The new Search-AdminAuditLog cmdlet is provided to allow administrators to create their own analysis of the administrator audit logs .

The reports provided through ECP depend on the Search-AdminAuditLog and other

cmdlets to generate their data . For example, the litigation hold report is created by examining the ligitation hold property set on mailboxes that are on hold and the role groups report examines changes made to role groups to grant permission to users to perform different administrative operations . I’ll discuss what happens with mailbox audits and how you can search audit data in the next section .

Figure 15-35 Audit reports available in ECP .

Auditing administrator actions 193

Interrogating the audit reports with the Search-AdminAuditLog cmdlet is straightforward .

Here are a few examples that illustrate the possibilities that exist to discover just what administrators are doing within the organization:

1.

Search for actions performed by one or more users . Each of the users that you want to look for is identified by alias, email address, display name, or distinguished name .

Separate the names with commas:

Search-AdminAuditLog –UserIds Administrator, '[email protected]' |

Format-Table Rundate, Caller, CmdletName

RunDate Caller CmdletName

------------ -------- ----------------

4/5/2010 7:45:56 PM contoso.com/Users/Administrator Set-Group

4/5/2010 10:18:11 PM contoso.com/Users/Administrator Set-OrganizationConfig

4/6/2010 1:50:38 AM contoso.com/Users/Administrator Set-Mailbox

4/6/2010 1:55:07 AM contoso.com/Users/Administrator New-MailboxImportRequest

4/6/2010 1:55:55 AM contoso.com/Exchange Users/Redmond, Tony Set-CalendarProcessing

4/6/2010 2:22:21 AM contoso.com/Users/Administrator Set-Mailbox

4/6/2010 2:56:57 AM contoso.com/Users/Administrator Start-ManagedFolderAssistant

4/8/2010 3:10:16 PM contoso.com/Users/Administrator New-Mailbox

4/8/2010 3:10:17 PM contoso.com/Users/Administrator Set-User

4/8/2010 4:23:17 PM contoso.com/Exchange Users/Redmond, Tony Remove-MailboxSearch

2.

Search for specific actions . In this example we want to know who has recently mounted or dismounted mailbox databases . To locate the audit records, you specify the cmdlets that are used for these purposes . The ObjectModified property returned in each audit log tells you the name of the database that was operated on .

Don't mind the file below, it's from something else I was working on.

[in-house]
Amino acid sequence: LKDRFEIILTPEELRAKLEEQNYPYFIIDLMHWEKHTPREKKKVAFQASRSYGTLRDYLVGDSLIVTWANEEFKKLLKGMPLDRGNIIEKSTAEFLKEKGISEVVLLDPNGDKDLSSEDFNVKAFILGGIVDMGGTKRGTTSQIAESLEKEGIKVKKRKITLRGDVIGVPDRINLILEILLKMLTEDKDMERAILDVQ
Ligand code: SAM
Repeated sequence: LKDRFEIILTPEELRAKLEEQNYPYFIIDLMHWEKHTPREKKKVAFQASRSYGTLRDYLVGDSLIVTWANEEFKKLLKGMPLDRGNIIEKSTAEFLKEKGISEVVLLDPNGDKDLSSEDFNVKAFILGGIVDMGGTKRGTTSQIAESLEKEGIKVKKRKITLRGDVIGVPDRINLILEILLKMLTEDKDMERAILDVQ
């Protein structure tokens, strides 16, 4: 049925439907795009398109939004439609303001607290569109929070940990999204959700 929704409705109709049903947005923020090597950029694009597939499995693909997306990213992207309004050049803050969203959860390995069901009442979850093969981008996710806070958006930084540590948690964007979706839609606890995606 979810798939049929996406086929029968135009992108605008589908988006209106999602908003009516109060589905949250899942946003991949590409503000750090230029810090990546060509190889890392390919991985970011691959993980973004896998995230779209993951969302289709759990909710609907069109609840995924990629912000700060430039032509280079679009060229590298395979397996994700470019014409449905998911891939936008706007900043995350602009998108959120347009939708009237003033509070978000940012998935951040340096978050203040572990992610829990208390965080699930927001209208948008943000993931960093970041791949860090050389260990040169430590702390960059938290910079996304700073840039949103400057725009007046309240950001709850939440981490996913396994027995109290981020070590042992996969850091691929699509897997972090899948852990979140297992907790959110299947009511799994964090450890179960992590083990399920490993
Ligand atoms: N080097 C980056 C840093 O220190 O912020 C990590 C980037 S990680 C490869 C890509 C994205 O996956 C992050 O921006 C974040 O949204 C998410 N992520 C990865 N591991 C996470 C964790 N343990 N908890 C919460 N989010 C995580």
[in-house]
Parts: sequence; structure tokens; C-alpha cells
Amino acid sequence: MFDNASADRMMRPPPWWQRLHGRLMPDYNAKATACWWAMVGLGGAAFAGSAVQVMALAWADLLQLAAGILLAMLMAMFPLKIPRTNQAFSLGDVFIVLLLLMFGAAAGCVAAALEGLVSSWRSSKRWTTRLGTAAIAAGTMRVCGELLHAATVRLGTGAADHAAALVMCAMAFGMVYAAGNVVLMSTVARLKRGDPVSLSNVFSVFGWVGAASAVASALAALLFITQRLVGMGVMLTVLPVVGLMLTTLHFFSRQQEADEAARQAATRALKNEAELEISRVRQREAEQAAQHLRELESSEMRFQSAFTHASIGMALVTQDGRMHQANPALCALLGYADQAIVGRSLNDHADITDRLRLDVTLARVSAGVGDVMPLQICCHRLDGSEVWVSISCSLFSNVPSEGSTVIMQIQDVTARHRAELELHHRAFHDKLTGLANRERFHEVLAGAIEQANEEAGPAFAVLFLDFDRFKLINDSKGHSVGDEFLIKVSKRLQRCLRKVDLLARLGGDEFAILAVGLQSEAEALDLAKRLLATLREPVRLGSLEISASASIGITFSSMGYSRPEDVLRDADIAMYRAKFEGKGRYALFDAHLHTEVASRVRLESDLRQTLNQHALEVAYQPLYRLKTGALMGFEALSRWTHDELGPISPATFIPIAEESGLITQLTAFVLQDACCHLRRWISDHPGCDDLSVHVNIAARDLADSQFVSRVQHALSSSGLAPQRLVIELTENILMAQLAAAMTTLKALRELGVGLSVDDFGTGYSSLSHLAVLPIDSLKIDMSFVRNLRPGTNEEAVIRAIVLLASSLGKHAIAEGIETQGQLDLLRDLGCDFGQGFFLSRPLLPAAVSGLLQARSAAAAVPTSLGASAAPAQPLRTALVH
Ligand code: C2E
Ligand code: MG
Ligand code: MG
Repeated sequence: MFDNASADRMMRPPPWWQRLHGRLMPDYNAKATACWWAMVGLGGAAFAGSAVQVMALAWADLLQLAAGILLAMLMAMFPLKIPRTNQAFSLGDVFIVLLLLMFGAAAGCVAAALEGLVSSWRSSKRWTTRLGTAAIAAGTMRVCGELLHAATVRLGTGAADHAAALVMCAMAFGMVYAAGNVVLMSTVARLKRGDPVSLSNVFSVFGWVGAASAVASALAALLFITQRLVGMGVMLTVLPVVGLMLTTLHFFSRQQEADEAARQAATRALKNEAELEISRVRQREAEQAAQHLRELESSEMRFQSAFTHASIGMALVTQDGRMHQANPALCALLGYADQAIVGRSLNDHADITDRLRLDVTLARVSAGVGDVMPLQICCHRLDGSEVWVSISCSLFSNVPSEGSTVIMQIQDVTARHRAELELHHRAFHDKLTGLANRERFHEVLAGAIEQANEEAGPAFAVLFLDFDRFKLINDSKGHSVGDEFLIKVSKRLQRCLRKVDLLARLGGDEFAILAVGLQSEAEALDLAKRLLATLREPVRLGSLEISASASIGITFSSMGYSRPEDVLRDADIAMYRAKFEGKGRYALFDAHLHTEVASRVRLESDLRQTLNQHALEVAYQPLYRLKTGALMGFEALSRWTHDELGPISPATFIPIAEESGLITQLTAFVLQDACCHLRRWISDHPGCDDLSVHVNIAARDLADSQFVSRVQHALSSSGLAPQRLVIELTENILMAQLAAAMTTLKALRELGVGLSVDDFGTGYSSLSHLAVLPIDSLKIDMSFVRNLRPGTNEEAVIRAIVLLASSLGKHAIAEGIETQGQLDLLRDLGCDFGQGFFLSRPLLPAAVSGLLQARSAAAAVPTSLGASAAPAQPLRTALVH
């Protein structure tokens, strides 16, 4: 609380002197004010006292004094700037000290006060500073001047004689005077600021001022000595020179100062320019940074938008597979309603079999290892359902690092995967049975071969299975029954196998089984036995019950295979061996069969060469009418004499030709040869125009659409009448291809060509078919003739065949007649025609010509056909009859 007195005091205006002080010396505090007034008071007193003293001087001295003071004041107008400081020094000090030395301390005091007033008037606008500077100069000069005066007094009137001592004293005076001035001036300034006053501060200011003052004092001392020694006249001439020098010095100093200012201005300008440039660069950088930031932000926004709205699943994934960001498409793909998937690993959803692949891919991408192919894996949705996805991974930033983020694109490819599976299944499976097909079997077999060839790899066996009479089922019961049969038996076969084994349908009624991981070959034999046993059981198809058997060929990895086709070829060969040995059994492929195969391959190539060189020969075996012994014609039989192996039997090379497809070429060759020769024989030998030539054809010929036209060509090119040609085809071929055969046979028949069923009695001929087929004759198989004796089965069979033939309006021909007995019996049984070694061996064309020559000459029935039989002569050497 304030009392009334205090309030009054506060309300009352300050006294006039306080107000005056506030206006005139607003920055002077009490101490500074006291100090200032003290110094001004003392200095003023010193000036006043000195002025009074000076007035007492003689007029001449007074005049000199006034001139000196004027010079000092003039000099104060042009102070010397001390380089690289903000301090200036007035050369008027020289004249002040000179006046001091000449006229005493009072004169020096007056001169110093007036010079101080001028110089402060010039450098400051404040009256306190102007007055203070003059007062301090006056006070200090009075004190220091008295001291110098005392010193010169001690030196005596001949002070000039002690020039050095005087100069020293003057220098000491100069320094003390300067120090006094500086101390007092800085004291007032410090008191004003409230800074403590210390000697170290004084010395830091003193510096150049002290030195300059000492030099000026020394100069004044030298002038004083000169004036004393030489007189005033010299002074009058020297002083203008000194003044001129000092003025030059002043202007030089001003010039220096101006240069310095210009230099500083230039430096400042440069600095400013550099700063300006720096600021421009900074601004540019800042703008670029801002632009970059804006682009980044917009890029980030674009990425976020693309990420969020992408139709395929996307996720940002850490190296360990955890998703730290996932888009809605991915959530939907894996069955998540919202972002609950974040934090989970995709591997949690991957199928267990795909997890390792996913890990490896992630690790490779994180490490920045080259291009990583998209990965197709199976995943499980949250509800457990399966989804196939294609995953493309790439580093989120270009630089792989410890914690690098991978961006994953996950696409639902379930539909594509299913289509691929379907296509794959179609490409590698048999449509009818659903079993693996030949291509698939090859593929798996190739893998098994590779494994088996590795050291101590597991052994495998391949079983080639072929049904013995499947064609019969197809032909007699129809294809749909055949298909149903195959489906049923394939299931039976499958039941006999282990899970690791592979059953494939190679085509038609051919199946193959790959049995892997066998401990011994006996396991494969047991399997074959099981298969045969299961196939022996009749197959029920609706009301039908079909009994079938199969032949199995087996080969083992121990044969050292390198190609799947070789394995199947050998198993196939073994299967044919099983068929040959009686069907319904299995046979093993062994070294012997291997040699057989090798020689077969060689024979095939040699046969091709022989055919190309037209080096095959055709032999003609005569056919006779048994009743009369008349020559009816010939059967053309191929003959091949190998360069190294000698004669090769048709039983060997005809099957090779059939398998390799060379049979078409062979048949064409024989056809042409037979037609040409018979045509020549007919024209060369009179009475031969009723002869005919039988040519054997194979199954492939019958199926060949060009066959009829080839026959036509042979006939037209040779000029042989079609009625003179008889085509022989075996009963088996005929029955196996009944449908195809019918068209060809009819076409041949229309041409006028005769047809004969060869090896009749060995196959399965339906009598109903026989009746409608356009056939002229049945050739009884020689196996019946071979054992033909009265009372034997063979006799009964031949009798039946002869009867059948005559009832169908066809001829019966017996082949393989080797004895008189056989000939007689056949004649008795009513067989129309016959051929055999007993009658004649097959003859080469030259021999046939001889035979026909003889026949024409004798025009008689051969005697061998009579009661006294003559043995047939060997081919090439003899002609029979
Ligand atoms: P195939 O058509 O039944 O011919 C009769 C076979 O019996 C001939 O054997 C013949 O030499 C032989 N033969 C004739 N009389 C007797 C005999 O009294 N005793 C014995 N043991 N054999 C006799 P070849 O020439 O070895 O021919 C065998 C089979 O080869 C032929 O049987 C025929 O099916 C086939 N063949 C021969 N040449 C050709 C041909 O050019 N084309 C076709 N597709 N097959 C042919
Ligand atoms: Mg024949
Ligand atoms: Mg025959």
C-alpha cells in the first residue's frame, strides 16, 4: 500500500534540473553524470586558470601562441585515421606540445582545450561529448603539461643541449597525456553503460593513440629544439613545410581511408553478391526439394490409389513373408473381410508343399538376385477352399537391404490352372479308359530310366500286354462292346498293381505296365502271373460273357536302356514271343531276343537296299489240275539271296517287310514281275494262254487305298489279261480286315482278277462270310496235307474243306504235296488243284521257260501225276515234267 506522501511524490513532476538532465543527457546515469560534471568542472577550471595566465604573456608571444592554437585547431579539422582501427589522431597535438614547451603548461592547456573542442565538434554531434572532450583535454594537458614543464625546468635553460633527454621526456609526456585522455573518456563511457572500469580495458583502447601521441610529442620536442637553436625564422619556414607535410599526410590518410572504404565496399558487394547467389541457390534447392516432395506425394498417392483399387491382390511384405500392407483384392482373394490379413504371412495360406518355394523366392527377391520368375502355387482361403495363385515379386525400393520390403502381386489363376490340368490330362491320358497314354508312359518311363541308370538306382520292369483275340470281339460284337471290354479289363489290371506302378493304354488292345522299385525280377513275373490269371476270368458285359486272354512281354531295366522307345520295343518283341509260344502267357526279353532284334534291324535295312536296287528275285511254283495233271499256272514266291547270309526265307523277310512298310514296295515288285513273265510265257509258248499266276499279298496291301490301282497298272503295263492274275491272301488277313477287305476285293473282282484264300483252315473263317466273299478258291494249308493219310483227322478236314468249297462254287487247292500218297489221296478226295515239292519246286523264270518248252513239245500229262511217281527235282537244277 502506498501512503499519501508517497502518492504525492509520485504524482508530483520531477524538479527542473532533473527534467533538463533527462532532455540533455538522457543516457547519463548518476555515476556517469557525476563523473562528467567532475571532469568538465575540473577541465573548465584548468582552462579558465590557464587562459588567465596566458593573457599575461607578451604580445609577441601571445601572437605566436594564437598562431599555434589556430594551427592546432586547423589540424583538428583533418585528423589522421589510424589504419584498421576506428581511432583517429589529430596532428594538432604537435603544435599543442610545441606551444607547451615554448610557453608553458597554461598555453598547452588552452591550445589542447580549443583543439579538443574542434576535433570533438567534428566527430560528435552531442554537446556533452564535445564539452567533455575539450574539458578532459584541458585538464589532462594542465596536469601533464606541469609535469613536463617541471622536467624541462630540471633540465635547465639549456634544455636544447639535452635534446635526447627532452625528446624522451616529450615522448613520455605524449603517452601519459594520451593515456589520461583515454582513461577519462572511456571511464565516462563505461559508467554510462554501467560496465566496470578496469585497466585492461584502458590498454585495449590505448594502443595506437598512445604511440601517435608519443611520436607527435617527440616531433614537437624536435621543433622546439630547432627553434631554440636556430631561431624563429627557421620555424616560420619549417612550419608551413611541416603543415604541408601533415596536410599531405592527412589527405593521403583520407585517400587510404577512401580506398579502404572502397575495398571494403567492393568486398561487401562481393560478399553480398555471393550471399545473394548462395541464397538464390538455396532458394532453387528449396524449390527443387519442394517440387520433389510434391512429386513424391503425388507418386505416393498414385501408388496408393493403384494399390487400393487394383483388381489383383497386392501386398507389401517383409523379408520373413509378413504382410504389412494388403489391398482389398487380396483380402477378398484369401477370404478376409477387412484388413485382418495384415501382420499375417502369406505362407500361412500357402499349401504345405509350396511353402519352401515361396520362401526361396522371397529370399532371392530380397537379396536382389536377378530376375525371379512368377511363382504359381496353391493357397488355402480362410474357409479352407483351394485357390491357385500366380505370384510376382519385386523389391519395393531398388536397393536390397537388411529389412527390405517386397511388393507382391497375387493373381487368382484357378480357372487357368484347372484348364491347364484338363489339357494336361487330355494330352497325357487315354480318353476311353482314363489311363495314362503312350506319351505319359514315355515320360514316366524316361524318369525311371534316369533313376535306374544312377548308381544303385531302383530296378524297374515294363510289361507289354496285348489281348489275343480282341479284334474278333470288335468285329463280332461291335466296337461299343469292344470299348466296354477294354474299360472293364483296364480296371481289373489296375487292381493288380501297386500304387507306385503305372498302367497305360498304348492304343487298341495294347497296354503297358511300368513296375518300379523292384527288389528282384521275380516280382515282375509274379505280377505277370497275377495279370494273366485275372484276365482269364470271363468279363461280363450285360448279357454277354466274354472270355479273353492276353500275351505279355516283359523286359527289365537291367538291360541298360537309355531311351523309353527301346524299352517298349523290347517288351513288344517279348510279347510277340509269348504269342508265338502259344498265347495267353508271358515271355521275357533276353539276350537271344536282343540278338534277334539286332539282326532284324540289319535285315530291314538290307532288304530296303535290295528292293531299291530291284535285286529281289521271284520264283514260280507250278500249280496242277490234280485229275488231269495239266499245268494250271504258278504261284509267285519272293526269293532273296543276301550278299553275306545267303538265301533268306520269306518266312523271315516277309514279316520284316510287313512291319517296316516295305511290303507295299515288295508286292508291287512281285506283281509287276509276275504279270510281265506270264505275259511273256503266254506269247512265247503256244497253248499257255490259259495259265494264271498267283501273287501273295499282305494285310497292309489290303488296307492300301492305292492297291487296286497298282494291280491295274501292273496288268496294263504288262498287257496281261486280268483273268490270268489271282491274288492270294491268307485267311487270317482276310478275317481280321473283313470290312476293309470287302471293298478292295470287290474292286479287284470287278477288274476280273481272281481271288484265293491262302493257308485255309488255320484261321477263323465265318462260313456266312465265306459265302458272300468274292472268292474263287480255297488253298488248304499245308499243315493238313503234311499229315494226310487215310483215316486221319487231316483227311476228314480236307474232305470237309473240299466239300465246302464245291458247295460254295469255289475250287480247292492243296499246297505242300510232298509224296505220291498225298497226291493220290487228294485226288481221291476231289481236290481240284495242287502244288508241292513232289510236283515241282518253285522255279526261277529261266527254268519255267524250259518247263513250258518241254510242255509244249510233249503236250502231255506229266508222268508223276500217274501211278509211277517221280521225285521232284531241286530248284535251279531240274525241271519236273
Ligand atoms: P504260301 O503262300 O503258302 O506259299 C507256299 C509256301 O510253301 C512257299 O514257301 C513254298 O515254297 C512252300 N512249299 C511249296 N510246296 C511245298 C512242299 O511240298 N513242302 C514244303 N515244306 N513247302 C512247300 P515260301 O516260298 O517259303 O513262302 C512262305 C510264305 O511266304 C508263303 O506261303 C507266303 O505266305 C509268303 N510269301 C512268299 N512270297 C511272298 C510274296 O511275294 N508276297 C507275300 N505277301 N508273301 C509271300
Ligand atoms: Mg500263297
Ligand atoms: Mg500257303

Search-AdminAuditLog –Cmdlets Dismount-Database, Mount-Database | Format-Table

RunDate, Caller, CmdletName, ObjectModified -AutoSize

RunDate Caller CmdletName ObjectModified

------------ -------- ---------------- --------------

3/19/2010 6:06:47 PM contoso.com/Users/Administrator Mount-Database Managers

3/19/2010 6:07:49 PM contoso.com/Users/Administrator Dismount-Database Managers

3/19/2010 6:07:58 PM contoso.com/Users/Administrator Mount-Database VIP Data

3.

Search for audit records within a particular date range . In this case we want to find out who has been creating new mailboxes over a specified period . Note that we include the Succeeded property in the output because it is possible that some

194 Chapter 15 Compliance attempts to run the New-Mailbox cmdlet were unsuccessful, which is, in fact, what we can see in the results .

Search-AdminAuditLog –StartDate "04/01/2010 00:00" –EndDate "04/15/2010 23:59"

–Cmdlets New-Mailbox | Format-Table RunDate, Caller, ObjectModified, Succeeded

RunDate Caller ObjectModified Succeeded

----------- ------- -------------------- ---------

4/8/2010 3:10:16 PM contoso.com/Users/Administrator contoso.com/Users/extest_3a8609984 True

4/8/2010 4:24:20 PM contoso.com/Users/Administrator contoso.com/Users/Legal Searches True

4/9/2010 9:47:33 AM contoso.com/Users/Administrator contoso.com/Users/Leitrim Room False

4/9/2010 9:47:58 AM contoso.com/Users/Administrator contoso.com/Users/Leitrim Room False

4/9/2010 9:48:21 AM contoso.com/Users/Administrator contoso.com/Users/Leitrim Room False

4/9/2010 9:48:34 AM contoso.com/Users/Administrator contoso.com/Users/Leitrim Room True

4/9/2010 3:58:16 PM contoso.com/Users/Administrator contoso.com/EMEA/Pelton, David True

4/9/2010 3:59:01 PM contoso.com/Users/Administrator contoso.com/EMEA/Ruth, Andy True

4.

Analyze the cmdlets that are being run by administrators . These data are really just for interest’s sake, but they do reveal what are the most commonly used cmdlets .

Search-AdminAuditLog | Sort CmdletName | Group CmdletName | Format-Table Count,

Name –AutoSize

Count Name

-------- -------

26 Add-DistributionGroupMember

2 Add-MailboxPermission

1 Dismount-Database

1 Enable-Mailbox

2 Mount-Database

1 Move-DatabasePath

1 Move-OfflineAddressBook

4 New-ActiveSyncDeviceAccessRule

1 New-ActiveSyncMailboxPolicy

9 New-DistributionGroup

INSIDE OUT

Accessing comments from the audit log

One small quirk with the Search-AdminAuditLog cmdlet is that it doesn’t return the comments inserted into the audit log with the Write-AdminAuditLog cmdlet . As you’ll recall, the comments store the administrator-specified information that they want to write into the audit log, so these are data that you will want to be able to access . The data are held in the cmdlet parameters property of the audit entry, but if

Auditing mailbox access 195

you include this property in the output set, all you will see is the string value “comment” . The data are in the audit log but must be extracted by directing the output of the Search-AdminAuditLog cmdlet into an array and then looking at the appropriate record in the array . For example, these commands create an array and then examine the cmdlet parameters data in the first record in the array: